SC: Most recently, a large prospective multicenter study published by Viktorin-Baier (2021) showed equally good oncological results for patients with intermediate risk P-Ca treated with LDR-BT. Actually, we were able to reproduce these results in our own study.
A lately published RCT by Morris et al. 2017 (ASCENDE Trial) compared external beam radiation (EBRT) and LDR-BT + EBRT Boost. The study showed significant advantages for high-risk P-Ca patients treated with LDR + EBRT Boost compared to EBRT Alone.
E&Z: Are there any completed randomized control trials (RCT) that compared LDR-BT with the other established treatment options?
SC: Aside from the three mentioned studies by Giberti and Morris, there are no further RCTs comparing curative treatment options for localized P-Ca. Sadly multiple big anticipated RCT-Studies with the aim to compare all four established primary treatment options ergo AS (active surveillance), Px, EBRT and LDR-BT failed because of insufficient patient recruitment. The infamous german example would be the PREFERE-Trial, which suffered from recruitment problems and to our opinion a too complex study design.
E&Z: Can you give us a quick description of your study’s specifics? What parameters were considered, what methods were used, and, above all, what results were obtained.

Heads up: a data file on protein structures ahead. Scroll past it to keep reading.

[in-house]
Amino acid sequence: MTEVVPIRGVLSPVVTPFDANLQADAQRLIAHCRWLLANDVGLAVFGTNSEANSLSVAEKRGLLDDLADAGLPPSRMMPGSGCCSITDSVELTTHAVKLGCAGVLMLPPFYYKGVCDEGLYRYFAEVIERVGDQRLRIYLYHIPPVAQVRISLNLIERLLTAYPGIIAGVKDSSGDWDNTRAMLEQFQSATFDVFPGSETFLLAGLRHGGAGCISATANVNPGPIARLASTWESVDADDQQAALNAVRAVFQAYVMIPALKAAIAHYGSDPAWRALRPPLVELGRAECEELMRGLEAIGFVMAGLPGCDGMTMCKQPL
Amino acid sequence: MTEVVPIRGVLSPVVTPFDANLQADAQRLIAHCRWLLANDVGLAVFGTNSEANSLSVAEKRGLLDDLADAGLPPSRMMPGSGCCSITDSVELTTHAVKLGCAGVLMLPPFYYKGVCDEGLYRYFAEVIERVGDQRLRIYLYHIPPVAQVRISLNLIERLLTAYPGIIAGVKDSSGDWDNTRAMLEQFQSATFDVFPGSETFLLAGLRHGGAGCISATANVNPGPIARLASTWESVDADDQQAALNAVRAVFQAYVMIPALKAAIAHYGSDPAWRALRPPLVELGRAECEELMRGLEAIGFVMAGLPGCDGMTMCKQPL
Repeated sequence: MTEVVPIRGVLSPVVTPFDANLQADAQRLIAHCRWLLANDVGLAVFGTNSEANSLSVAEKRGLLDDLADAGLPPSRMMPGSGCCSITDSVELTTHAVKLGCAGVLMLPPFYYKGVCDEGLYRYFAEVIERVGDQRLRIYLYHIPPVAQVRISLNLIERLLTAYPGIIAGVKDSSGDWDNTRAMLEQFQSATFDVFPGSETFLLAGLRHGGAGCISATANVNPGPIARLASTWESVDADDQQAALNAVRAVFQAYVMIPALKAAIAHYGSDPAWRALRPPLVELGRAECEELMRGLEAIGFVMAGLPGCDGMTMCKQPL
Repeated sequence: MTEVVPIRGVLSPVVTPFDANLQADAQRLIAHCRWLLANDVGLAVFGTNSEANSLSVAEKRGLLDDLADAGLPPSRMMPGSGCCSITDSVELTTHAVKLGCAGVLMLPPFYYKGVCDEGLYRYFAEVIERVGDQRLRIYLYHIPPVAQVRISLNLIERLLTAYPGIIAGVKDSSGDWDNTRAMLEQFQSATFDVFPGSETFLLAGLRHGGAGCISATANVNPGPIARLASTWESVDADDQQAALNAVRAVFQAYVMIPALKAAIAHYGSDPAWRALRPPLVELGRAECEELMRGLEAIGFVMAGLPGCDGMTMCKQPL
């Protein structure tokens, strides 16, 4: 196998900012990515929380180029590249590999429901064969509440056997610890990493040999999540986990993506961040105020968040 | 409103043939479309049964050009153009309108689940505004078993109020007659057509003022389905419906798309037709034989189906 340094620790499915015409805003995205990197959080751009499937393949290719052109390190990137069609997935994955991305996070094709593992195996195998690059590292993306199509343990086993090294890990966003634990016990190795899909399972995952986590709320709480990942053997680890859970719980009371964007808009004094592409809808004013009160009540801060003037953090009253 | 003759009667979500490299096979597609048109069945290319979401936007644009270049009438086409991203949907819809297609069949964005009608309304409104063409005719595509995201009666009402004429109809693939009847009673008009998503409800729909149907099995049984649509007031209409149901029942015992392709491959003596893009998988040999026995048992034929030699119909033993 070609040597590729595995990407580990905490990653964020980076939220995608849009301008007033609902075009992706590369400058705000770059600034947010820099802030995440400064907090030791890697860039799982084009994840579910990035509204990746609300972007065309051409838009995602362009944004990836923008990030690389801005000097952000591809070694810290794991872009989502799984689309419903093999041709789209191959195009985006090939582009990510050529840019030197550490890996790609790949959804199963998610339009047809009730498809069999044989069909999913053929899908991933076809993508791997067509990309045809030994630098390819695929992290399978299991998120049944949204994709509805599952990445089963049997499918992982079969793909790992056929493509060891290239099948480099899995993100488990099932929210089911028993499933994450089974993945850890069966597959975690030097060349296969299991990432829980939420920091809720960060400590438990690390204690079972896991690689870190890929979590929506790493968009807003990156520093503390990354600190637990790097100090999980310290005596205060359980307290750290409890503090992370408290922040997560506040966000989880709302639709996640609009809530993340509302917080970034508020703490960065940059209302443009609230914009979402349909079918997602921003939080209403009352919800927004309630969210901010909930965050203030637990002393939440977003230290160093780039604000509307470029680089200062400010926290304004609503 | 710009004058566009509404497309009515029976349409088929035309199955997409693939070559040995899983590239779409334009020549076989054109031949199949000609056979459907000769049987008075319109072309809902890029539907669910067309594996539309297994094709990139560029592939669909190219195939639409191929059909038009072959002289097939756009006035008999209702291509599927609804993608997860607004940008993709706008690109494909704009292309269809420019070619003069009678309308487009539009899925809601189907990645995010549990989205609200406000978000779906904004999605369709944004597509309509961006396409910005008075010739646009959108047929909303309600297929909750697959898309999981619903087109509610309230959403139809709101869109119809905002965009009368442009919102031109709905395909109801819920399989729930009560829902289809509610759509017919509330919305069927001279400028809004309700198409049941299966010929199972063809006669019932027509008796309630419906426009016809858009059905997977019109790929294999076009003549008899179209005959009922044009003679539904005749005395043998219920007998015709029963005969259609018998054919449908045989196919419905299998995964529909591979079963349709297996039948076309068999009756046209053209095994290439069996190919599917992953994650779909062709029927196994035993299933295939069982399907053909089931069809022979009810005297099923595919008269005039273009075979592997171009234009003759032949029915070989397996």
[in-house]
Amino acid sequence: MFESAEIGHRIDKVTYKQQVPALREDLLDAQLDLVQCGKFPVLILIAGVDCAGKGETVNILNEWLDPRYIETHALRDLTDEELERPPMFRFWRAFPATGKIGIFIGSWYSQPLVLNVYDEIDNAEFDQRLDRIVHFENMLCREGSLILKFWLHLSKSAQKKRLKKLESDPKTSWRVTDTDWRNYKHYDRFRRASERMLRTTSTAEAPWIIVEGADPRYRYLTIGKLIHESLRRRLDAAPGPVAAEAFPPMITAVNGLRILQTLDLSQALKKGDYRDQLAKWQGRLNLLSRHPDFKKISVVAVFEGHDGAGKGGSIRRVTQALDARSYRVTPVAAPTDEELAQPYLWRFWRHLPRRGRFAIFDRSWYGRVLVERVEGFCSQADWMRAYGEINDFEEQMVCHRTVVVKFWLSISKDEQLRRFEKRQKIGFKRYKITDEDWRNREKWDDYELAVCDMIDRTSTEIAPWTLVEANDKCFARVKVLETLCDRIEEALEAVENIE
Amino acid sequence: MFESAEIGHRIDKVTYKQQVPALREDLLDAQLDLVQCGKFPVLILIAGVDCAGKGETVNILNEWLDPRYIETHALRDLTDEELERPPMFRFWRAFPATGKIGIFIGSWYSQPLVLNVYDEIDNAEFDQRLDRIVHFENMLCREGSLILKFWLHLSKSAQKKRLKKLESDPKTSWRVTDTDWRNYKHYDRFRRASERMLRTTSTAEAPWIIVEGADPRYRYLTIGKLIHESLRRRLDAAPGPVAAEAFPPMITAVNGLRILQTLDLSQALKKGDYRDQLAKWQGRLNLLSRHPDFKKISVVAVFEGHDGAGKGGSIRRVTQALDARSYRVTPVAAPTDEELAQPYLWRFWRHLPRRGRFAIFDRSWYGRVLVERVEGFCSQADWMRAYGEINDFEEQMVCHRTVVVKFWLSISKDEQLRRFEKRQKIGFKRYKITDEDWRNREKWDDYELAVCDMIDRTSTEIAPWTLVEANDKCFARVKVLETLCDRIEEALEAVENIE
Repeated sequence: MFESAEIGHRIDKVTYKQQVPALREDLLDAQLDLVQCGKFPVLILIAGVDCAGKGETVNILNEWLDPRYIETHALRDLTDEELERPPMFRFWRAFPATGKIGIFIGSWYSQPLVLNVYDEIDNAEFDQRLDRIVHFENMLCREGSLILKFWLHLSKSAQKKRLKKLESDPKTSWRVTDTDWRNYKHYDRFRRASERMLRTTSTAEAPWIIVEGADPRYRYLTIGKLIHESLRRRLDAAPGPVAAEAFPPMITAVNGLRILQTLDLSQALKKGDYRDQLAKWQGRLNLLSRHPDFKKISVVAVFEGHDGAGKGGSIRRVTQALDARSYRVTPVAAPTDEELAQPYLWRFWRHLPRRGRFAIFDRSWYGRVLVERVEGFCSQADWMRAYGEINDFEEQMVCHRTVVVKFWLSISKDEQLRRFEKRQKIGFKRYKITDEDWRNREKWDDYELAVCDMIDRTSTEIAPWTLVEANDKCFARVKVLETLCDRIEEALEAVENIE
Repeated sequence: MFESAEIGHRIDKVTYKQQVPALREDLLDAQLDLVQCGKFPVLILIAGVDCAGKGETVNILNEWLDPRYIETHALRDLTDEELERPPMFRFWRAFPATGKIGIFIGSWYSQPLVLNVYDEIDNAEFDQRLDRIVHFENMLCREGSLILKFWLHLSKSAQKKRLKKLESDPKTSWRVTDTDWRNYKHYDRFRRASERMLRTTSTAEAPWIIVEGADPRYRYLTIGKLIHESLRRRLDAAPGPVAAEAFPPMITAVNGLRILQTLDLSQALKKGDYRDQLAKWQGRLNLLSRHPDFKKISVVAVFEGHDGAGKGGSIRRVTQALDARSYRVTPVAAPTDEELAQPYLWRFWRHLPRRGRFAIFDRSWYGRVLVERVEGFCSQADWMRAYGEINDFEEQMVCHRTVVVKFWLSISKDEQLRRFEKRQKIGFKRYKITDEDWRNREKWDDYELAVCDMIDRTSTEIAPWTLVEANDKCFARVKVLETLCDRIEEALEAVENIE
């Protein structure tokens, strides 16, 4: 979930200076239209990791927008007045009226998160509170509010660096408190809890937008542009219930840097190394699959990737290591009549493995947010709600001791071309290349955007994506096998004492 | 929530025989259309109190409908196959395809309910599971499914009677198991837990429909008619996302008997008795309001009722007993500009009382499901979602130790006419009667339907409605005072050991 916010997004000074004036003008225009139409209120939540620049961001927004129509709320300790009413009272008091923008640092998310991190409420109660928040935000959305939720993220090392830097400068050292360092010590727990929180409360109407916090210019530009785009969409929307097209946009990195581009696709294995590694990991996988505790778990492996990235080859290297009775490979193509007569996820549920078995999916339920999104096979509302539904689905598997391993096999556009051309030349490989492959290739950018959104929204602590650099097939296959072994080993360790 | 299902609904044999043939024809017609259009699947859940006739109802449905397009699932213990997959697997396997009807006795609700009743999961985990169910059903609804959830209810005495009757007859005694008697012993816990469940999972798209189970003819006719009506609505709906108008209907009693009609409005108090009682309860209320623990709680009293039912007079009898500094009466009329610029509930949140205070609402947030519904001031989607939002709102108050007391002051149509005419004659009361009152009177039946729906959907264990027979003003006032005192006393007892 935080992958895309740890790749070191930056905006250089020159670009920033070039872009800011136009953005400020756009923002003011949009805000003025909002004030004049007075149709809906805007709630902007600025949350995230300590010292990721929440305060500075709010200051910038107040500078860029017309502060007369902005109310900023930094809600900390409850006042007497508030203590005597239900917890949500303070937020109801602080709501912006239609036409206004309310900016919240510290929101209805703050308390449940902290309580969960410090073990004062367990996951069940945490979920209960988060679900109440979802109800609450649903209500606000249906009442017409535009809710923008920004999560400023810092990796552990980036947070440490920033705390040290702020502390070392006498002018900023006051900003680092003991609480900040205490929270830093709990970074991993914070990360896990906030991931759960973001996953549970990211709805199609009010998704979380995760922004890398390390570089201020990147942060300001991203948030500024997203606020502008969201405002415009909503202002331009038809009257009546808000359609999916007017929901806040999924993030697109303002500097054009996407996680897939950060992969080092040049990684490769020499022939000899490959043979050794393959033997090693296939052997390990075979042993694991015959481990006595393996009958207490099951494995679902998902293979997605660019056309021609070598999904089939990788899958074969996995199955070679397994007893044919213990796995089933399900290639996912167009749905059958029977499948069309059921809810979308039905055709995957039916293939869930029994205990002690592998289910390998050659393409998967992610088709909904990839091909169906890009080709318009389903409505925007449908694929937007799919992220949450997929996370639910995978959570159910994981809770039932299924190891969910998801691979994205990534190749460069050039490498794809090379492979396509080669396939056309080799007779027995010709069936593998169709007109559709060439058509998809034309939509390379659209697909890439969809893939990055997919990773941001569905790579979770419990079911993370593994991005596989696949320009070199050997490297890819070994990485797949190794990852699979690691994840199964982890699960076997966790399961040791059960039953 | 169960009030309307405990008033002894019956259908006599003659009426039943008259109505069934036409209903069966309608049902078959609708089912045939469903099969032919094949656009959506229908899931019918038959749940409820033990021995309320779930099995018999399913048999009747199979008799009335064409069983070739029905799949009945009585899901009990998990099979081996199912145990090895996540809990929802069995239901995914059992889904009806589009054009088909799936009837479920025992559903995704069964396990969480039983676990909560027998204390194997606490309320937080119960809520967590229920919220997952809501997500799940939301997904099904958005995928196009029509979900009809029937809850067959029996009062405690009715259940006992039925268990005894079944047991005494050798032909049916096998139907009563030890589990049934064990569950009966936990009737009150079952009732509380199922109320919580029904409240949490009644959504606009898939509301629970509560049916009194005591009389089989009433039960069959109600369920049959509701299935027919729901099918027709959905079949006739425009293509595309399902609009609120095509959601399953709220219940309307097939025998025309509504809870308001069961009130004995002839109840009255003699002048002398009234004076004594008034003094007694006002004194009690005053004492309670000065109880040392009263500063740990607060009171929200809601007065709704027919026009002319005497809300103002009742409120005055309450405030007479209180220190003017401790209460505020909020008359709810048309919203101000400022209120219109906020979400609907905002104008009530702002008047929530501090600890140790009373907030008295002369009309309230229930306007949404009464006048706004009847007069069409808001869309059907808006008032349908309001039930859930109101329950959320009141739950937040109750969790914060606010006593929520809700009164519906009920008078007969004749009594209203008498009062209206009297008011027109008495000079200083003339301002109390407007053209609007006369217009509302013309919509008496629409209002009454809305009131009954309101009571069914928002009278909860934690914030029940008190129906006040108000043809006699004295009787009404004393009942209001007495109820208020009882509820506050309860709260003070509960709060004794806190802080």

SC: We analyzed 618 patients with localized P-Ca treated with LDR-BT. The majority of our cohort were patients with low and intermediate risk prostate cancer. The primary endpoint of our study was biochemical relapse free survival (bRFS). Simply explained, bRFS means that patients stay under their respective PSA-Nadir after their procedure.
The main results would be that almost 90% of our patients had no PSA-relapse after an estimated follow-up of 10 years. Especially when comparing low and intermediate risk patients in monovariate and multiple regression models, there we no significant differences between intermediate and low risk patients in bRFS. However, our study is limited by the retrospective study-design.
E&Z: What motivated you to this study-design? What were you aiming for?
SC: At the moment, there are dichotomous recommendations between German and European guidelines for prostate cancer concerning LDR-BT. German recommendations are limited to low-risk P-Ca patients, but the current literature suggests a safe use for patients with intermediate risk as well. This circumstance motivated us to report our promising results from a German point of view.
E&Z: What do you think, what kind of impact will these findings have?
SC: Hopefully we will have a larger understanding and a better acceptance for LDR-Brachytherapy as a treatment option compared to radical surgery and external beam radiation therapy. Patients like a safe treatment with a short hospital stay while having a comparable healing rate. Concerning the international guidelines Germany is far behind the EAU guidelines and the ABS guidelines So we hope that in the near future the German guidelines, will be adapted with a recommendation of LDR-BT for Gleason Score 7a.
E&Z: Dr. Carl, thank you very much for your insights!
If you want to find out more about LDR-Brachytherapy for prostate cancer, watch the following YouTube-Video or contact us for additional informational material!